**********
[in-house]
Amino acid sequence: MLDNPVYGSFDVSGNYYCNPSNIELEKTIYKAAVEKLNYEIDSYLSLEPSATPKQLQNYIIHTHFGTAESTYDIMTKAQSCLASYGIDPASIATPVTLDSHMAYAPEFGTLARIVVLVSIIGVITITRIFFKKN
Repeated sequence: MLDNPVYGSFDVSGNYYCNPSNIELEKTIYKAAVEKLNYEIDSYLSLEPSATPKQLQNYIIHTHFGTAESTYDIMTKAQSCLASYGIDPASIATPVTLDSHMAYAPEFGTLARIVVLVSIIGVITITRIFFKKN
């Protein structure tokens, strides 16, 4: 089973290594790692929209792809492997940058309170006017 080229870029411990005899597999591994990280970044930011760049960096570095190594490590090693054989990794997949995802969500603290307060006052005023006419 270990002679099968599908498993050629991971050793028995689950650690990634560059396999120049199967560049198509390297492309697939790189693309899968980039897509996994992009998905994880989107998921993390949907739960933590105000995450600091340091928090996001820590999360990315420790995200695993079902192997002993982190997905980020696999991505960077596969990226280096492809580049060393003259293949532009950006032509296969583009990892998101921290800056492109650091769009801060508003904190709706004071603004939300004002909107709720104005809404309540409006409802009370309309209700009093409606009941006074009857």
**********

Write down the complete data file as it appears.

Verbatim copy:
[in-house]
Amino acid sequence: MLDNPVYGSFDVSGNYYCNPSNIELEKTIYKAAVEKLNYEIDSYLSLEPSATPKQLQNYIIHTHFGTAESTYDIMTKAQSCLASYGIDPASIATPVTLDSHMAYAPEFGTLARIVVLVSIIGVITITRIFFKKN
Repeated sequence: MLDNPVYGSFDVSGNYYCNPSNIELEKTIYKAAVEKLNYEIDSYLSLEPSATPKQLQNYIIHTHFGTAESTYDIMTKAQSCLASYGIDPASIATPVTLDSHMAYAPEFGTLARIVVLVSIIGVITITRIFFKKN
């Protein structure tokens, strides 16, 4: 089973290594790692929209792809492997940058309170006017 080229870029411990005899597999591994990280970044930011760049960096570095190594490590090693054989990794997949995802969500603290307060006052005023006419 270990002679099968599908498993050629991971050793028995689950650690990634560059396999120049199967560049198509390297492309697939790189693309899968980039897509996994992009998905994880989107998921993390949907739960933590105000995450600091340091928090996001820590999360990315420790995200695993079902192997002993982190997905980020696999991505960077596969990226280096492809580049060393003259293949532009950006032509296969583009990892998101921290800056492109650091769009801060508003904190709706004071603004939300004002909107709720104005809404309540409006409802009370309309209700009093409606009941006074009857």